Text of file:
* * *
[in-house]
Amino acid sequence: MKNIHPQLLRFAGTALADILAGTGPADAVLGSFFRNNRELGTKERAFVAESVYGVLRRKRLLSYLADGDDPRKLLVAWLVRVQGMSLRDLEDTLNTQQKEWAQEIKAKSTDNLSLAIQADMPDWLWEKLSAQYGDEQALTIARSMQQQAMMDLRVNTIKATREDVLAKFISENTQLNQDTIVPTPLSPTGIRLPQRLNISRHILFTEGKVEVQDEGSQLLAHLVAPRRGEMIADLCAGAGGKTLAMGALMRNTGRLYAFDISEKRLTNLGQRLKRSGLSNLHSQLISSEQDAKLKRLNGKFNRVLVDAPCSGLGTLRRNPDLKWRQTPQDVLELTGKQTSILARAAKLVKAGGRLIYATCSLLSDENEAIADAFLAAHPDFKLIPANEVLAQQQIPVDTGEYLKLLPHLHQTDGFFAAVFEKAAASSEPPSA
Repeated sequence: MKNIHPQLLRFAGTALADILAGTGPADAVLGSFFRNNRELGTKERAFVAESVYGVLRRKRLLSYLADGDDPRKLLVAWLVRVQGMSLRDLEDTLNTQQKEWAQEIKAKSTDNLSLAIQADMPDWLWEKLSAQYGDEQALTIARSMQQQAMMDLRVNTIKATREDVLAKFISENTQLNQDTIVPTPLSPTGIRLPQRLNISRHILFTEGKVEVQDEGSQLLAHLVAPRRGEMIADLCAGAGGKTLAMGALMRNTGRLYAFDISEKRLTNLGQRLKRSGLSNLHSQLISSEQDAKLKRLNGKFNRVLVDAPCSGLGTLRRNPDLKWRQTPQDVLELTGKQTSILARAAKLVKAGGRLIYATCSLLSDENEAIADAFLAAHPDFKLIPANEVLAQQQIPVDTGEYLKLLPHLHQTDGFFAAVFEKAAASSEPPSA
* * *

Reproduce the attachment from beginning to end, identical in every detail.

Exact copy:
[in-house]
Amino acid sequence: MKNIHPQLLRFAGTALADILAGTGPADAVLGSFFRNNRELGTKERAFVAESVYGVLRRKRLLSYLADGDDPRKLLVAWLVRVQGMSLRDLEDTLNTQQKEWAQEIKAKSTDNLSLAIQADMPDWLWEKLSAQYGDEQALTIARSMQQQAMMDLRVNTIKATREDVLAKFISENTQLNQDTIVPTPLSPTGIRLPQRLNISRHILFTEGKVEVQDEGSQLLAHLVAPRRGEMIADLCAGAGGKTLAMGALMRNTGRLYAFDISEKRLTNLGQRLKRSGLSNLHSQLISSEQDAKLKRLNGKFNRVLVDAPCSGLGTLRRNPDLKWRQTPQDVLELTGKQTSILARAAKLVKAGGRLIYATCSLLSDENEAIADAFLAAHPDFKLIPANEVLAQQQIPVDTGEYLKLLPHLHQTDGFFAAVFEKAAASSEPPSA
Repeated sequence: MKNIHPQLLRFAGTALADILAGTGPADAVLGSFFRNNRELGTKERAFVAESVYGVLRRKRLLSYLADGDDPRKLLVAWLVRVQGMSLRDLEDTLNTQQKEWAQEIKAKSTDNLSLAIQADMPDWLWEKLSAQYGDEQALTIARSMQQQAMMDLRVNTIKATREDVLAKFISENTQLNQDTIVPTPLSPTGIRLPQRLNISRHILFTEGKVEVQDEGSQLLAHLVAPRRGEMIADLCAGAGGKTLAMGALMRNTGRLYAFDISEKRLTNLGQRLKRSGLSNLHSQLISSEQDAKLKRLNGKFNRVLVDAPCSGLGTLRRNPDLKWRQTPQDVLELTGKQTSILARAAKLVKAGGRLIYATCSLLSDENEAIADAFLAAHPDFKLIPANEVLAQQQIPVDTGEYLKLLPHLHQTDGFFAAVFEKAAASSEPPSA